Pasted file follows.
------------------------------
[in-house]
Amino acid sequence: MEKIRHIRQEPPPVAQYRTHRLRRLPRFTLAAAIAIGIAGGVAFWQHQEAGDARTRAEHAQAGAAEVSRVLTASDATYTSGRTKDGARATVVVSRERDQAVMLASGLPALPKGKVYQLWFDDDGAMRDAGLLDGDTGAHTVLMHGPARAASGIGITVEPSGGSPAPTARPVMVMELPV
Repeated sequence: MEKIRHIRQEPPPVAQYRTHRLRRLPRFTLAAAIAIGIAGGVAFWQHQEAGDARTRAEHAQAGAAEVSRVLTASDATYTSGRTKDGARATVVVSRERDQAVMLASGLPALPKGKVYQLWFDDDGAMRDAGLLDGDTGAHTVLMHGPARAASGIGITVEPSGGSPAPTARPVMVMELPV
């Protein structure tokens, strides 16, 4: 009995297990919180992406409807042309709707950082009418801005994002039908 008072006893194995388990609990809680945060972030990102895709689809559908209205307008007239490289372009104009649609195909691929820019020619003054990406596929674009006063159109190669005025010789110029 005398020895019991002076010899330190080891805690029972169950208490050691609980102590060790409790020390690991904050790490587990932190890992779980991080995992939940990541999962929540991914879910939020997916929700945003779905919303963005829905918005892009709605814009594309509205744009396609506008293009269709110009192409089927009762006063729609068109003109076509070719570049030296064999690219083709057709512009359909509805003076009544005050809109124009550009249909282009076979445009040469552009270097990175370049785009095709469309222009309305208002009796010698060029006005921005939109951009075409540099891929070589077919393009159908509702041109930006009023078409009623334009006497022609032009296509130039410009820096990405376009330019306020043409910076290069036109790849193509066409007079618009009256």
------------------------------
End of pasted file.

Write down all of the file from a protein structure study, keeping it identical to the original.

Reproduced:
[in-house]
Amino acid sequence: MEKIRHIRQEPPPVAQYRTHRLRRLPRFTLAAAIAIGIAGGVAFWQHQEAGDARTRAEHAQAGAAEVSRVLTASDATYTSGRTKDGARATVVVSRERDQAVMLASGLPALPKGKVYQLWFDDDGAMRDAGLLDGDTGAHTVLMHGPARAASGIGITVEPSGGSPAPTARPVMVMELPV
Repeated sequence: MEKIRHIRQEPPPVAQYRTHRLRRLPRFTLAAAIAIGIAGGVAFWQHQEAGDARTRAEHAQAGAAEVSRVLTASDATYTSGRTKDGARATVVVSRERDQAVMLASGLPALPKGKVYQLWFDDDGAMRDAGLLDGDTGAHTVLMHGPARAASGIGITVEPSGGSPAPTARPVMVMELPV
């Protein structure tokens, strides 16, 4: 009995297990919180992406409807042309709707950082009418801005994002039908 008072006893194995388990609990809680945060972030990102895709689809559908209205307008007239490289372009104009649609195909691929820019020619003054990406596929674009006063159109190669005025010789110029 005398020895019991002076010899330190080891805690029972169950208490050691609980102590060790409790020390690991904050790490587990932190890992779980991080995992939940990541999962929540991914879910939020997916929700945003779905919303963005829905918005892009709605814009594309509205744009396609506008293009269709110009192409089927009762006063729609068109003109076509070719570049030296064999690219083709057709512009359909509805003076009544005050809109124009550009249909282009076979445009040469552009270097990175370049785009095709469309222009309305208002009796010698060029006005921005939109951009075409540099891929070589077919393009159908509702041109930006009023078409009623334009006497022609032009296509130039410009820096990405376009330019306020043409910076290069036109790849193509066409007079618009009256």